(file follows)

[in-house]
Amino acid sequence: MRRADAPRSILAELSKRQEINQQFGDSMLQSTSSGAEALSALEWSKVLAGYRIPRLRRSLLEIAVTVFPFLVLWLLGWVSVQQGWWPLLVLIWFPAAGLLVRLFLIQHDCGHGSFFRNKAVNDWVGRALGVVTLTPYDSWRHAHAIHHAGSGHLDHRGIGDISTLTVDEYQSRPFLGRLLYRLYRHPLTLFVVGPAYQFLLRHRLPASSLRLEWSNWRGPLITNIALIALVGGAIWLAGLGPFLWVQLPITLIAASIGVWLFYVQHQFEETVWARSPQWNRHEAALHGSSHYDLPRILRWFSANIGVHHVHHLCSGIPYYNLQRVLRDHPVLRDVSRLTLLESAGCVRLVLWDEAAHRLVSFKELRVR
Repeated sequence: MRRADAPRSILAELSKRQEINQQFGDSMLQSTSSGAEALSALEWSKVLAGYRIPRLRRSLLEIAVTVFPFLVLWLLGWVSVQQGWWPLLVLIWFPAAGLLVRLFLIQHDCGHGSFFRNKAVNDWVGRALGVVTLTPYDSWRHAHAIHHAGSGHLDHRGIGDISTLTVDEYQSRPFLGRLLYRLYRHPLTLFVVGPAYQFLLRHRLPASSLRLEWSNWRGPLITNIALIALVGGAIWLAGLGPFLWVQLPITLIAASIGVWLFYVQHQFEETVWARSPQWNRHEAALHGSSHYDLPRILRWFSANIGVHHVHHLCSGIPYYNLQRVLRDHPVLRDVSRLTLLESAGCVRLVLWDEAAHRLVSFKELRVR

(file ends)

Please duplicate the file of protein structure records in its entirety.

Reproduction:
[in-house]
Amino acid sequence: MRRADAPRSILAELSKRQEINQQFGDSMLQSTSSGAEALSALEWSKVLAGYRIPRLRRSLLEIAVTVFPFLVLWLLGWVSVQQGWWPLLVLIWFPAAGLLVRLFLIQHDCGHGSFFRNKAVNDWVGRALGVVTLTPYDSWRHAHAIHHAGSGHLDHRGIGDISTLTVDEYQSRPFLGRLLYRLYRHPLTLFVVGPAYQFLLRHRLPASSLRLEWSNWRGPLITNIALIALVGGAIWLAGLGPFLWVQLPITLIAASIGVWLFYVQHQFEETVWARSPQWNRHEAALHGSSHYDLPRILRWFSANIGVHHVHHLCSGIPYYNLQRVLRDHPVLRDVSRLTLLESAGCVRLVLWDEAAHRLVSFKELRVR
Repeated sequence: MRRADAPRSILAELSKRQEINQQFGDSMLQSTSSGAEALSALEWSKVLAGYRIPRLRRSLLEIAVTVFPFLVLWLLGWVSVQQGWWPLLVLIWFPAAGLLVRLFLIQHDCGHGSFFRNKAVNDWVGRALGVVTLTPYDSWRHAHAIHHAGSGHLDHRGIGDISTLTVDEYQSRPFLGRLLYRLYRHPLTLFVVGPAYQFLLRHRLPASSLRLEWSNWRGPLITNIALIALVGGAIWLAGLGPFLWVQLPITLIAASIGVWLFYVQHQFEETVWARSPQWNRHEAALHGSSHYDLPRILRWFSANIGVHHVHHLCSGIPYYNLQRVLRDHPVLRDVSRLTLLESAGCVRLVLWDEAAHRLVSFKELRVR